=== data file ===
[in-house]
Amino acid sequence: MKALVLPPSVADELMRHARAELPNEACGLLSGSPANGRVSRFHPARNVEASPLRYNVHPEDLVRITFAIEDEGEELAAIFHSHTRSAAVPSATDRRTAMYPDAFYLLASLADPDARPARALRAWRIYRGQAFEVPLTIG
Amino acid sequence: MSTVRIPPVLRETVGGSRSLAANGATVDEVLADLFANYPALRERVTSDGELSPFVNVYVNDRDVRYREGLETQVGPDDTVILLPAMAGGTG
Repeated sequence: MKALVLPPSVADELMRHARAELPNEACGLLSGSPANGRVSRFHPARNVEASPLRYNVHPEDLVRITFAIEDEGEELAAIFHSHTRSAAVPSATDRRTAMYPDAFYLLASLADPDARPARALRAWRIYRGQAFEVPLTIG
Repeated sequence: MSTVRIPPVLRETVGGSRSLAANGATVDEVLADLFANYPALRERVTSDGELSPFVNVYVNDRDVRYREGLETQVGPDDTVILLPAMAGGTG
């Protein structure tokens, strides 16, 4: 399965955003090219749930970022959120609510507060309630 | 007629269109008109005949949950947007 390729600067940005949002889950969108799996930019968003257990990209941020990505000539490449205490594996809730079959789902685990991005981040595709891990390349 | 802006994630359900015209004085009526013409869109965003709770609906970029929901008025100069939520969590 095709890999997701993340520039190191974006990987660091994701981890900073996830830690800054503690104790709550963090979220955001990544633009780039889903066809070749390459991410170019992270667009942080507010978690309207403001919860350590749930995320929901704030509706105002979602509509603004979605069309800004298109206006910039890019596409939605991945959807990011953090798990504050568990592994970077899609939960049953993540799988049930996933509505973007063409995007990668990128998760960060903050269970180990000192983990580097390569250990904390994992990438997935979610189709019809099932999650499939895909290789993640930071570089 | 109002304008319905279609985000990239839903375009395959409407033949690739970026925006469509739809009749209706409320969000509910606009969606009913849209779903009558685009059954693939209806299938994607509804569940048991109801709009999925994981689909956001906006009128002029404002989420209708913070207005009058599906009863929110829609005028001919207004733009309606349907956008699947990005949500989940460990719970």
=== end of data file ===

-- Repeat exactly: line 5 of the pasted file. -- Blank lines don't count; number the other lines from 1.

Repeated sequence: MSTVRIPPVLRETVGGSRSLAANGATVDEVLADLFANYPALRERVTSDGELSPFVNVYVNDRDVRYREGLETQVGPDDTVILLPAMAGGTG